Arrogance says I’ll take what I want, no one can stop me. Arrogance says your needs don’t matter as long as my needs are met. Arrogance says nature is simply a resource to fuel the wants of a greedy humanity. Arrogance says stand aside, this is necessary in the name of progress, which must be supported at all costs. Arrogance says your culture, traditions, and values are irrelevant in the world we are creating. Arrogance looks in the face of reality and denies what it sees, creating fantasies and lies, and making an enemy of anyone who would stand tall and point out the truth.
I sat in meditation for a long time this afternoon, hoping to gain some insight into what has happened at Standing Rock. Past the sorrow, I came into a force of anger, seeing threads of white Christian conquest in these actions. I cannot think of even one Indigenous nation that has not been invaded and damaged by the forces of white Christian men, or their descendants. Through a shameful series of Papal Bulls, the Catholic Church historically authorized an unbelievable stream of discrimination, forcing the doctrine of the church upon any and every person with which its members crossed paths. Many of these declarations condemned those judged guilty of heresy, which is defined as a “belief or opinion contrary to orthodox religious (especially Christian) doctrine.” There are Papal Bulls against Jews, Pagans, “heathens,” witches, Mongols, and Muslims. One particularly gruesome declaration “prohibited Crusaders from dismembering and boiling of the bodies so that the bones, separated from the flesh, may be carried for burial in their own countries.” Another authorized a Portuguese king “to reduce any Muslims, pagans and other unbelievers to perpetual slavery.” With an ideological base such as this, it is not difficult to see how the current state of affairs has come about. And yet, how far this is from the original teachings of the supposed incarnation of God? From a doctrine that also states, “For what shall it profit a man, if he shall gain the whole world, and lose his own soul?” (Mark 8:36)
And so, the final insight I received: humility. Those who are leading the US right now stand with arrogance, determined to do whatever is needed to create the America that best fits their own personal priorities, especially in the name of wealth and power. But in humility, we return to our authentic humanness. We come to understand that humans are all equal, and all have the rights to live as they see fit, so long as it doesn’t harm others. With a humble heart, we learn to listen with openness instead of dominating the conversation with our own ideas and agenda. With a humble heart, we come to understand the needs, values, and lives of others with love and respect. Indeed, Christian doctrine encourages humility: “Be completely humble and gentle; be patient, bearing with one another in love.” (Ephesians 4:2) And with a humble heart, we accept our limitations and flaws with the willingness to learn, to grow, and to forgive ourselves and others in walking through the challenges of life. It is only with a humble heart that humans will ever find true, abiding peace. Gratitude to our Indigenous American brothers and sisters at Standing Rock for being such a stellar example of humility in action.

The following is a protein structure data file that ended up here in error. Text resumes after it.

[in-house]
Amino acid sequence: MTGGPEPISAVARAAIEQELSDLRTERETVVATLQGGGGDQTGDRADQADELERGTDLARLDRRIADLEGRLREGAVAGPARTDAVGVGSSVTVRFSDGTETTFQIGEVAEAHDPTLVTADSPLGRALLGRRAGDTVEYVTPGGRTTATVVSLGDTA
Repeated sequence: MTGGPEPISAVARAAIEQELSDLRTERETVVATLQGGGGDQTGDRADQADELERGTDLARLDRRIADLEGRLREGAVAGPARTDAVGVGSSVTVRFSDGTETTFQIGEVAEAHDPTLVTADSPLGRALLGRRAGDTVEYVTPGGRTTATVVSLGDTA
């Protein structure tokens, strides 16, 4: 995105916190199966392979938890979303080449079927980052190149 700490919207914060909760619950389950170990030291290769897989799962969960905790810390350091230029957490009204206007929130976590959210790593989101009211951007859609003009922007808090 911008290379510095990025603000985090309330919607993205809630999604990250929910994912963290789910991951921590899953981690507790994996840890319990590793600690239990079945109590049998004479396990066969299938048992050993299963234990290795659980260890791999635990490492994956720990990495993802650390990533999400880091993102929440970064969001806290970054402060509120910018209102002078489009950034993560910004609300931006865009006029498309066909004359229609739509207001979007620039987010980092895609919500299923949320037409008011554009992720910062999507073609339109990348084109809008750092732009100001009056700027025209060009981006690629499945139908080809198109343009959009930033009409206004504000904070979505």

I leave you with a Cherokee proverb that is one of my favorites, asking each of us to look within and come to know ourselves fully. Only from there can we choose to walk the high road, and serve as much needed leaders for these times of upheaval and potential transformation.
One evening an old Cherokee told his grandson
about a battle that goes on inside people.
He said, “My son, the battle is between
two “wolves” inside us all.
One is Evil. It is anger, envy, jealousy, sorrow, regret, greed, arrogance, self pity, guilt, resentment, inferiority, lies, false pride, superiority, and ego. The other is Good. It is joy, peace, love, hope, serenity, humility, kindness, benevolence, empathy, generosity, truth, compassion and faith.”
The grandson thought about it for a minute
and then asked his grandfather:
“Which wolf wins?”
The old Cherokee simply replied,
“The one you feed.”
To watch the video by Christopher Francisco that inspired this writing, please click HERE!
Photos from Standing Rock were taken from Christopher Francisco’s video.
For an overview of the incident in the video, please click HERE!